15. It’s easy to burn out fast when you love the work that you do. I forget about time and thankfully my cats remind me to take breaks. Self-care is so critical and I make sure that it’s part of my schedule so I don’t skip it, i.e. booking Crossfit classes and blocking this time in my agenda.
  16. Your relationships change. People who work in day jobs have a hard time understanding what you are going through and sometimes unintentionally put pressure on you. Try to be authentic with them and don’t feel that you need to impress them.
  17. Your mind may bounce from one idea to another – even during your sleep. If you were to act on all the ideas you would feel completely overwhelmed and unfocused. I started a parking list to make sure that I can come back to the ideas when the time is right.
  18. “Create before you consume.” We have a tendency to look outside for answers, but make it sure you first bring out everything in your own mind, before tapping into other people’s ideas. There are countless amazing free resources out there. You will learn a lot from other people’s experiences, BUT if you are not careful with your consumption of content, you will lose your own voice. This one was one of the hardest realizations for me. I now make it a rule to create before I consume.
  19. Social Media is a “beast” to manage. Before committing to a certain content schedule, ask yourself if it’s realistic to maintain. Better fewer posts consistently, than daily posts on and off. 
  20. Before you build your website, spend enough time to choose the right platform. WordPress is the most flexible one out there. One of my biggest mistakes was going for Squarespace in the beginning. This cost me so much extra time to rebuild my website on a second platform.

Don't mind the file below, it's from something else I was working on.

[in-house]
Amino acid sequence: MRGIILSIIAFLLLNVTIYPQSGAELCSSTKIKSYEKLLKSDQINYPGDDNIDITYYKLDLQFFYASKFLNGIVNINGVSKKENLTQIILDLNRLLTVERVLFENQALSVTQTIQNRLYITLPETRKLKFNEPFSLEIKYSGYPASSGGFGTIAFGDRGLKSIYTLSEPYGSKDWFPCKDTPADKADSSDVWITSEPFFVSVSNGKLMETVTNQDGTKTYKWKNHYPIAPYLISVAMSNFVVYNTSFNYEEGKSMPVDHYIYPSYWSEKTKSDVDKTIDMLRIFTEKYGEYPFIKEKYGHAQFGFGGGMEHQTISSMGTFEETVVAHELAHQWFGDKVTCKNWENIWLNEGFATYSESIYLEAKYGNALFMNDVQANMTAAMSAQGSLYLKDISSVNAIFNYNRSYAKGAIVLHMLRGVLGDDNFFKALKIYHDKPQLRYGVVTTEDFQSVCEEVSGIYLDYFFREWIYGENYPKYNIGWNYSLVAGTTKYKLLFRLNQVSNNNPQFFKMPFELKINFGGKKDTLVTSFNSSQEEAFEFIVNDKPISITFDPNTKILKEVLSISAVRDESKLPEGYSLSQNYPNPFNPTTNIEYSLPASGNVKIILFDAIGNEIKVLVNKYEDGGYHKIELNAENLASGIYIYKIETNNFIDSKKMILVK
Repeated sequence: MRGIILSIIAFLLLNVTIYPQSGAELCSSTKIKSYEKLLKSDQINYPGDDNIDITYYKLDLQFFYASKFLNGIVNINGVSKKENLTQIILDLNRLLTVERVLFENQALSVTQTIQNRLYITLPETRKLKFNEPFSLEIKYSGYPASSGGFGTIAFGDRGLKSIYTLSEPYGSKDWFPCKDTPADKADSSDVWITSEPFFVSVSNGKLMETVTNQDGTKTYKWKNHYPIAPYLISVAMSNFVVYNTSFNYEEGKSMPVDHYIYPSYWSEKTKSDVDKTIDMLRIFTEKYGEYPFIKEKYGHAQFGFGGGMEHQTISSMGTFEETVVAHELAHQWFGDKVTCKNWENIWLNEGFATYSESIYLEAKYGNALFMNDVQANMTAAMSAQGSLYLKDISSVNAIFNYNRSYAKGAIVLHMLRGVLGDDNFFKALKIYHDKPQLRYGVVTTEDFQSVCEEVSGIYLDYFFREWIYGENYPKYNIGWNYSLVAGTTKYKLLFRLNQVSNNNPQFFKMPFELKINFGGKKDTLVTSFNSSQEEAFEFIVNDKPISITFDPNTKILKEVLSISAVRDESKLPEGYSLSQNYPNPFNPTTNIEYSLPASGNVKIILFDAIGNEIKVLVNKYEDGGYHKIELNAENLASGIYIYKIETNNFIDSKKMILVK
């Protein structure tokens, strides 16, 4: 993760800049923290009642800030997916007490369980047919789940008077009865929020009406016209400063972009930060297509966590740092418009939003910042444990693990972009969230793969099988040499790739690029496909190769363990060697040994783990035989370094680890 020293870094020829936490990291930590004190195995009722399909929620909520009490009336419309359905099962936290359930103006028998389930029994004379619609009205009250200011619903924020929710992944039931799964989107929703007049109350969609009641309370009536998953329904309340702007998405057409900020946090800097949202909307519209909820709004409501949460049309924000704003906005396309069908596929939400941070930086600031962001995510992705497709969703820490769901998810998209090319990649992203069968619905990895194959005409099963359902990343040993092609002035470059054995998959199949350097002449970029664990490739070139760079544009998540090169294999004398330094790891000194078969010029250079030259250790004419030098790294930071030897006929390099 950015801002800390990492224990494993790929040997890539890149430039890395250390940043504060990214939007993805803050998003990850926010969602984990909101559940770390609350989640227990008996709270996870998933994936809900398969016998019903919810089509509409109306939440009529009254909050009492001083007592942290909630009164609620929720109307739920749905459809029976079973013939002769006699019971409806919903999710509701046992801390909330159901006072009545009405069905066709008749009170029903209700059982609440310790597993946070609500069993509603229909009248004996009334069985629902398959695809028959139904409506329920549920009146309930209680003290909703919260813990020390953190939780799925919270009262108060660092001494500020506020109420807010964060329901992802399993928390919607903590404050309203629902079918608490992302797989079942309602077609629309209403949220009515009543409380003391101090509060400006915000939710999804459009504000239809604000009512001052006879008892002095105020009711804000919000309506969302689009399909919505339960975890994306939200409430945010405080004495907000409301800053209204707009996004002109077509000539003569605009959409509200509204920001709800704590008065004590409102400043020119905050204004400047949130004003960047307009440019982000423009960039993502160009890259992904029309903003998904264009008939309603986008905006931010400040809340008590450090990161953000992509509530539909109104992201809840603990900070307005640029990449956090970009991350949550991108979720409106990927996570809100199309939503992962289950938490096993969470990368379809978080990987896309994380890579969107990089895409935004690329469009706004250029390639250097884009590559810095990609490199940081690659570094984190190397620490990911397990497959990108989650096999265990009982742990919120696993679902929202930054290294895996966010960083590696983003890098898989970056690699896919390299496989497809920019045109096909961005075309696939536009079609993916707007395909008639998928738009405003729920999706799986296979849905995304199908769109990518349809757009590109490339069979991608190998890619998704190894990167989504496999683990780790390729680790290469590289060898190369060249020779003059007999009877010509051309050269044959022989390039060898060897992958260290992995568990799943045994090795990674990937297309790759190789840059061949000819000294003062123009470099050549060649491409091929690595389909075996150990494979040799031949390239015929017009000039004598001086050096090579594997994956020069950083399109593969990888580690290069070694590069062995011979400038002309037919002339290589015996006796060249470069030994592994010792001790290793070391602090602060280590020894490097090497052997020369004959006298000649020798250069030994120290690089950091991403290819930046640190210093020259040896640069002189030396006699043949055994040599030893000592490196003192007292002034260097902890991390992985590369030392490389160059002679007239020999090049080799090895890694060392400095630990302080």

21. Sometimes you will make one step forward and two steps backward and that’s okay. It’s part of the process. Fighting it will just make you more unhappy.
  22. People can be unreliable and getting upset about it is pointless. Some people don’t answer emails and texts for days. I used to get annoyed by that but now I try to let it go.
  23. Especially as a first-time entrepreneur, you tend to fuse with your business as one and the same identity. This is risky and will cause you more pain when you are struggling in your business. Remind yourself that your company is the thing you DO not the thing that you ARE.
  24. You have to become your own best friend and encourage yourself when things are tough. No one else will care as much or let you know that you are doing well. 
  25. Building a business is a messy, non-linear process. Layer after layer, like building a house on mud. (Hopefully, the mud will dry into a stable foundation with time.)
  26. Building a business is one of the most valuable experiences you can ever make. I did my MBA, but while the MBA is practical from an academic perspective, there is no better school than getting your hands dirty in the field. 
  27. Running your own business will test you continuously, and many things you do will make you extremely uncomfortable. You will be out of your comfort zone most of the time (if you are doing it right). But that’s good! You are growing every single day.
  28. You will get to know yourself more than ever before. I now know where my limits are and how much I can push myself. I also know how to pep-talk myself out of difficult situations.
  29. Most days my work feels like it is extremely worthwhile and meaningful. Especially on days when I see that something resonates with my audience. 
  30. You will not know everything or have all the skills you need. But you will figure it out as you go. And it’s better to start and suck than to perfect your product and never launch.